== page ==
Dan and Michelle got back soon after, and from there we began the tour – if you can call it a tour. Our guide led us in silence from one sight to another, only breaking the quiet to give us such helpful tidbits of information as “this is a church, it’s closed today though”, and “this is an art gallery, you can have a look round if you want”. I am not exaggerating when I say we got literally no more information than that. The worst part was that we couldn’t just walk away – if it had been a larger group we could have just quietly ducked out of the tour, but as it was just us we had to endure the entire excruciating two hours.
The tour ended when our guide dropped us off by some of the largest Inca ruins in town (“here are some ruins, there’s a plaque with some information you can read”) and we grudgingly handed over tips and said our awkward farewells. Quite honestly, if you’re in Cuenca we recommend doing a quick search online and visiting its main attractions by yourself – you will get more information about the city this way than with Free Walking Tour Cuenca!
Despite this disappointing start, we found many things to enjoy during our stay in Cuenca – especially in terms of eating and drinking! Near our hostel on the corner of Benigno Malo and Calle Larga we found a number of Indian restaurants, so of course – having been deprived of Indian food for quite a while now – we had to give one of them a try. Our waiter at the restaurant we chose had just come over to Cuenca from India and didn’t speak any Spanish yet, so he was thrilled when we went in and he could speak to us in English!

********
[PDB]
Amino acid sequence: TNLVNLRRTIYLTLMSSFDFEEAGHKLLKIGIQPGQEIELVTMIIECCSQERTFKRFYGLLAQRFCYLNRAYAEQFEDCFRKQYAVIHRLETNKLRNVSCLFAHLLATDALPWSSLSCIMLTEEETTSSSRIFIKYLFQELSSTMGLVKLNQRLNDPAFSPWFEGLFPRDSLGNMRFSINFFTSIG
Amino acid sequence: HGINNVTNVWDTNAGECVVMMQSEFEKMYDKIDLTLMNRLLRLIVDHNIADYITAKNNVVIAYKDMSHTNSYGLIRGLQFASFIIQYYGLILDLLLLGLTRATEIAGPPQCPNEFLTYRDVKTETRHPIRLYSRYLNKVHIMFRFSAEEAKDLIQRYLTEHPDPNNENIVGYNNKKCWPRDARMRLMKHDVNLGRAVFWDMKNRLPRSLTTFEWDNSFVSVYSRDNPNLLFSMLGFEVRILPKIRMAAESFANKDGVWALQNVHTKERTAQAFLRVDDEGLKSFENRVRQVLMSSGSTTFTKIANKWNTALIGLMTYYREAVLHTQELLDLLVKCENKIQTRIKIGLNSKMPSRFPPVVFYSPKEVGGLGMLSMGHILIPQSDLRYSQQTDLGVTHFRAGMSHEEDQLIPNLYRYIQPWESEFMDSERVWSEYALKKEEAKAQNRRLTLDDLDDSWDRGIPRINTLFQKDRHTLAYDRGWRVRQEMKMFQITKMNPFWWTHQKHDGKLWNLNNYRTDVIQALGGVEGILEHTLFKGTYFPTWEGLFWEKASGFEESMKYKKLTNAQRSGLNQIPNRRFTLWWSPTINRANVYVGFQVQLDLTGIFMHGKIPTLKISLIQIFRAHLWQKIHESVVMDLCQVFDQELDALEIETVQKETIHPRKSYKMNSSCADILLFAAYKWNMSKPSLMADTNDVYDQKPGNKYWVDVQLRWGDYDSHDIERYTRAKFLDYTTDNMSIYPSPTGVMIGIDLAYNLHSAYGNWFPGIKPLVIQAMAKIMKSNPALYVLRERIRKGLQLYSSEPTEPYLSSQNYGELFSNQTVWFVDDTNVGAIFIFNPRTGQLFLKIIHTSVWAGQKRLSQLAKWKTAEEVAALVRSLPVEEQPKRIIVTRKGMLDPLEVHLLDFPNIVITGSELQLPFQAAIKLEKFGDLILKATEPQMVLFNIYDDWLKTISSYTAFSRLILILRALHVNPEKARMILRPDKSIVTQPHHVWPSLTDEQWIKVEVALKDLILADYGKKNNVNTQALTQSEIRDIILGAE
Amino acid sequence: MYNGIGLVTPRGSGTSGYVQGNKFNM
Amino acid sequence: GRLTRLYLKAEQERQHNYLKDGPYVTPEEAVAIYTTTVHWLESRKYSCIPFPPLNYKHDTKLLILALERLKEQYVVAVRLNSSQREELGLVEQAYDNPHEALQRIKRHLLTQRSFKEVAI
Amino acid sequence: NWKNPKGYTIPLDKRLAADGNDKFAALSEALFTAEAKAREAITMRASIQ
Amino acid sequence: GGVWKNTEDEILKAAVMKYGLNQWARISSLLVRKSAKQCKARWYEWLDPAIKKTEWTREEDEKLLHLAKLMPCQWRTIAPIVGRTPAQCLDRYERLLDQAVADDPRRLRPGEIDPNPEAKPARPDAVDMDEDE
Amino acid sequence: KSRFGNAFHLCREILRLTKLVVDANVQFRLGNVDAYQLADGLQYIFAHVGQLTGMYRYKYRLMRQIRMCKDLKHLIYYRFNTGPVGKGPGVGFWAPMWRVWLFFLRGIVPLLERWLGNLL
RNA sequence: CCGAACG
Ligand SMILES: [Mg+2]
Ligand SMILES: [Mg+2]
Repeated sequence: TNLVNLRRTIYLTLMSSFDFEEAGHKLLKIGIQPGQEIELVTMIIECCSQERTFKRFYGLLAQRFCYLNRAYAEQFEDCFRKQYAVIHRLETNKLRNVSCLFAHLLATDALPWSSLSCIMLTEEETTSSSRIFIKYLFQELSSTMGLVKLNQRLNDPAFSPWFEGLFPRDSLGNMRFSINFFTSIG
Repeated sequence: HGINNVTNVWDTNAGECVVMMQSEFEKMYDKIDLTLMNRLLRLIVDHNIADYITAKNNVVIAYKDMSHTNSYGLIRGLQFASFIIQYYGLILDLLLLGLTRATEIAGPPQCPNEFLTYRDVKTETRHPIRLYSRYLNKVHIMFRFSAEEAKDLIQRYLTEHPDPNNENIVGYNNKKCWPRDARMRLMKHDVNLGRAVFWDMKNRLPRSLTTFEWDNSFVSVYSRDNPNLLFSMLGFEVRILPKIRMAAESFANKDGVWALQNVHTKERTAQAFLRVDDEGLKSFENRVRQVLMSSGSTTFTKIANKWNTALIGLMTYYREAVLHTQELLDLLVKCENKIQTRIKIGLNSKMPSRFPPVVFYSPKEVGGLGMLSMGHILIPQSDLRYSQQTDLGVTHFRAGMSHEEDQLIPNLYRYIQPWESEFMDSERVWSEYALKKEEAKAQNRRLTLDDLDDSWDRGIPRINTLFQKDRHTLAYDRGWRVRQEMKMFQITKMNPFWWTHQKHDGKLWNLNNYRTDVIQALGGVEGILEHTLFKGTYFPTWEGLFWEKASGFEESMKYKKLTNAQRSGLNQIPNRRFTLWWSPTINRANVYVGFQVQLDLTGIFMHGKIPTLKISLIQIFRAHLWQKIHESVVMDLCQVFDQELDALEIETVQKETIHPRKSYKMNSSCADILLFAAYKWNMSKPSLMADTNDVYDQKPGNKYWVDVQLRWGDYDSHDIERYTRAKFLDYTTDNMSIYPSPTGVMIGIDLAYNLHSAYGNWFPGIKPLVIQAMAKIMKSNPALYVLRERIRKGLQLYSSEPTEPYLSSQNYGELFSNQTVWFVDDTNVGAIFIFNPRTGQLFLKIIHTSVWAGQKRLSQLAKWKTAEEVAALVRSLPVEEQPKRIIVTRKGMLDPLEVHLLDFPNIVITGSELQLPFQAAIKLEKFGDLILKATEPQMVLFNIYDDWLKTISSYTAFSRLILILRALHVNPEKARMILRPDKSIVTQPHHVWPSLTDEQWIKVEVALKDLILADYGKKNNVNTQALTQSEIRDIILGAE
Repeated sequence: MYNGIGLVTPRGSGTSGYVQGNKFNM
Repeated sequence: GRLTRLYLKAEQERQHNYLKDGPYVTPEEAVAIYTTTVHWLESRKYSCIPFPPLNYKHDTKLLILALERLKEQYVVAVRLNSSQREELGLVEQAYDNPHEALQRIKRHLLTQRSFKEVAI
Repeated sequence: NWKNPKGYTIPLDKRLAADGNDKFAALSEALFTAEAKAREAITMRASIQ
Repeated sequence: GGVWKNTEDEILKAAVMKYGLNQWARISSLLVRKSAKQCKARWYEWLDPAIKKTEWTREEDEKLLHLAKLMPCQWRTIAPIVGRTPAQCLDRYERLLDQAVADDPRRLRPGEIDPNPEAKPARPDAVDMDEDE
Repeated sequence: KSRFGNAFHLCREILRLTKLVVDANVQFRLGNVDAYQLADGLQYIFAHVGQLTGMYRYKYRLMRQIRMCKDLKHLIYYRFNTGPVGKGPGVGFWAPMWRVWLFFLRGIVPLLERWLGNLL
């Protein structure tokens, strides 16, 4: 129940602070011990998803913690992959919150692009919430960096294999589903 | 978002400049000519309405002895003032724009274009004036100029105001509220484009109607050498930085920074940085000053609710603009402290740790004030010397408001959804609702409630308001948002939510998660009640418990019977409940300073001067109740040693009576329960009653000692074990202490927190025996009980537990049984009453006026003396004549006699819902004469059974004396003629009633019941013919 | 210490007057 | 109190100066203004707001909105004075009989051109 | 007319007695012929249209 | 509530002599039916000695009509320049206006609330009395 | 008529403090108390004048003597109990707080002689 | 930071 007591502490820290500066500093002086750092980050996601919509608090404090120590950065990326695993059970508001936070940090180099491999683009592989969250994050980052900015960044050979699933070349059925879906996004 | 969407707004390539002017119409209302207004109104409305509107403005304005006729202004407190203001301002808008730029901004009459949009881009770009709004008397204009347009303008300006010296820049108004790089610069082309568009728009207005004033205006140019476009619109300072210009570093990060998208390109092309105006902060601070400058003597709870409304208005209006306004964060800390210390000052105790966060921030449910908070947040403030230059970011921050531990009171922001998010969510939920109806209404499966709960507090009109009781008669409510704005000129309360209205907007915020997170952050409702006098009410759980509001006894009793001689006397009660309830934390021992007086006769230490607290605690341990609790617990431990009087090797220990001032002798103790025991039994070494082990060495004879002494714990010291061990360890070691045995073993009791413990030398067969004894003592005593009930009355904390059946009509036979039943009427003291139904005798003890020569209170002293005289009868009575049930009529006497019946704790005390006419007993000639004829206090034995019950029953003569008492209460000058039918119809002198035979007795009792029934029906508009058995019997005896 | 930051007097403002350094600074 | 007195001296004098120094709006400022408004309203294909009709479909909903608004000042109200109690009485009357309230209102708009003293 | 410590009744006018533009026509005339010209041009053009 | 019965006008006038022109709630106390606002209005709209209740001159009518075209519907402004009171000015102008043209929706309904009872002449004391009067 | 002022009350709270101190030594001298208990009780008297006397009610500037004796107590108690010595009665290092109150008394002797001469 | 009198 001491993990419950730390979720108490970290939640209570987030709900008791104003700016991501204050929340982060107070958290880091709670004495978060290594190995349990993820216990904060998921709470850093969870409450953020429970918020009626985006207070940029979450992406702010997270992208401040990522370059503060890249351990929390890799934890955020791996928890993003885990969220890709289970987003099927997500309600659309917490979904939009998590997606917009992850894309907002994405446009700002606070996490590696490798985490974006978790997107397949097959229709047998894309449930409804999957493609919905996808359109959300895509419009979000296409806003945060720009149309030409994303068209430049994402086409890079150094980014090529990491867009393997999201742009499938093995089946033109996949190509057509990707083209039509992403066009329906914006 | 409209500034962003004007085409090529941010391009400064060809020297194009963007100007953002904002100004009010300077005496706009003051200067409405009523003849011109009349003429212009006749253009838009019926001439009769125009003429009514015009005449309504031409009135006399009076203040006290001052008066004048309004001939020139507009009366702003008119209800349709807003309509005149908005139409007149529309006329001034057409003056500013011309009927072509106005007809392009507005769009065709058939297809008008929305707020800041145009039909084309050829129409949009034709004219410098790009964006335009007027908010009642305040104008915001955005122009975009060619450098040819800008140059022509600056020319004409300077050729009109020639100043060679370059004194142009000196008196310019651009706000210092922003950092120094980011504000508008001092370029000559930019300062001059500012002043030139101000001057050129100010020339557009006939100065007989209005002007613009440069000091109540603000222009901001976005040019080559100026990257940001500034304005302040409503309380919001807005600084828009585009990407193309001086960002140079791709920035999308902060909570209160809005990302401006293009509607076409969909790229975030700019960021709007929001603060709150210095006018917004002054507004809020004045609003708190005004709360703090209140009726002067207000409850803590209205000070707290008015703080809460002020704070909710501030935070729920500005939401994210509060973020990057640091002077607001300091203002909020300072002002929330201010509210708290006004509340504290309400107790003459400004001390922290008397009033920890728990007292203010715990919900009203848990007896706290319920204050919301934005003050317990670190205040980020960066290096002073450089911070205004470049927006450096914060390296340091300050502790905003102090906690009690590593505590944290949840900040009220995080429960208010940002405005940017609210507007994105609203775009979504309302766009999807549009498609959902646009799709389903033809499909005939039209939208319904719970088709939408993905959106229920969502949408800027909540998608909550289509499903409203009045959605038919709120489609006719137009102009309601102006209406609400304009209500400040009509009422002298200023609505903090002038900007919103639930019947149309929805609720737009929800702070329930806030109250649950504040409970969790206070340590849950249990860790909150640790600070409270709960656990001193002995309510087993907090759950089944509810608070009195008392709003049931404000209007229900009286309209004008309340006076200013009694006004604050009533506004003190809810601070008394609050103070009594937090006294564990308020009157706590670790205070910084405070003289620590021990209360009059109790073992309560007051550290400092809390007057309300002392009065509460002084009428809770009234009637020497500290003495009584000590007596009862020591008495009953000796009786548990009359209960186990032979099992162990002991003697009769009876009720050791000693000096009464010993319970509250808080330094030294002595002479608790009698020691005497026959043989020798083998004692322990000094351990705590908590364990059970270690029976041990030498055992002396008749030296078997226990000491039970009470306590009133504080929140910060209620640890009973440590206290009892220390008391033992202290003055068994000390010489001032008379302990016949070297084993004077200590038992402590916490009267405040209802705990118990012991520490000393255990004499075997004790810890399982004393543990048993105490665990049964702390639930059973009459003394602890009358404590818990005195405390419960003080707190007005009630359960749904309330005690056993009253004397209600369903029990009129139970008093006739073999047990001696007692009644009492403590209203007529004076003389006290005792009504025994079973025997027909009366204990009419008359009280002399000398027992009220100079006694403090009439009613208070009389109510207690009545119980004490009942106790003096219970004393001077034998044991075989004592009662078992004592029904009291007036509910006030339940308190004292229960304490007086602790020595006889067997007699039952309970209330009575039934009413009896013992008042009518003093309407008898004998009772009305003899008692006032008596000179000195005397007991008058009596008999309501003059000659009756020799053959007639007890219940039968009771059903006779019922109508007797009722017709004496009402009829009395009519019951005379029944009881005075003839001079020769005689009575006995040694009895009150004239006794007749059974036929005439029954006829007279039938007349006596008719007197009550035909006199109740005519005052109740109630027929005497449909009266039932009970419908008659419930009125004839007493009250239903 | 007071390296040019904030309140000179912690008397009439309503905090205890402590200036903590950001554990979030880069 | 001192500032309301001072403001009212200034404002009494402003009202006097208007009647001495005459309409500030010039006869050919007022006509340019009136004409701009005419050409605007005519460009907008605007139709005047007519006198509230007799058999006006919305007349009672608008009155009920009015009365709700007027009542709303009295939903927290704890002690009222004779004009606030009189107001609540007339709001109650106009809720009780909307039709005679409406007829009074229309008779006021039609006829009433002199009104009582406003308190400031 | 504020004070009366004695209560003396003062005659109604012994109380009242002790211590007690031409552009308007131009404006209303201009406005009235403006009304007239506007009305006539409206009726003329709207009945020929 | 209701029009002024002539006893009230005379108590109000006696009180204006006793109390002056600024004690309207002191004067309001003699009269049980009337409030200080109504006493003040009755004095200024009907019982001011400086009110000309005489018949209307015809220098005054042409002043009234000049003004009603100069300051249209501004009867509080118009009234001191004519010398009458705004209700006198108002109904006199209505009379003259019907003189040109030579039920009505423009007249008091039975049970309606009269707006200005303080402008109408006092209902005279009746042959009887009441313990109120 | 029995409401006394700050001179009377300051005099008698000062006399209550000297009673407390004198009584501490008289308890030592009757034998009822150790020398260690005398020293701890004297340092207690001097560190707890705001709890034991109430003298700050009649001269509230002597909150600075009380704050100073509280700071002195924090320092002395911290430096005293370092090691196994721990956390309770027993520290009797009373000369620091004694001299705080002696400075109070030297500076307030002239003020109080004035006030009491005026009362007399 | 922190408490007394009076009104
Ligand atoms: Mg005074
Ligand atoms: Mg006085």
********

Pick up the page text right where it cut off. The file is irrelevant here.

We also visited a great little bar called Inca Lounge and Bistro that has great views over the river and the city, as well as cheap happy hour deals – so unsurprisingly, it was full of tourists and expats! We only had drinks and didn’t end up eating there, but we definitely had food envy of all the meals that we saw.
Another great thing to do when visiting Cuenca is to take a trip out to Cajas National Park. It’s fairly easy to get a bus out there from the city, and the park is raved about due to its natural beauty and array of different walking trails. When we arrived there one chilly morning – the altitude makes the park pretty cold (at its highest it’s 4,450m), so it’s definitely wise to layer up – we were greeted at the registry office, where we had to sign in with our passport details (presumably in case we disappeared?) and one of the park officials showed us a map with all the different trails. As it was a cloudy, rainy day he suggested we take one of the easier trails, and we were happy to follow his advice.
Cajas is really a stunning national park, and we were struck by how much it looked and felt like we were hiking through the Scottish highlands – it was cold, misty and mysterious looking, scattered with craggy hills and otherworldly plants and forests. Despite picking one of the supposedly easier trails it turned out to be quite a challenging hike, though this was mainly because the damp weather had turned most of the path into a mud slick. Dan and Michelle still thoroughly enjoyed the experience – my terrible balance even on solid footing meant that I spent the majority of the hike sliding down hills on my bum, so I enjoyed it a little less, but thankfully had nothing worse than muddy trousers to complain of at the end!
After Cajas we had one night to pack up our stuff (all of which, in my case, was now coated by a layer of mud) before saying goodbye to Ecuador (sob) and moving on to the next country on our trip: Peru.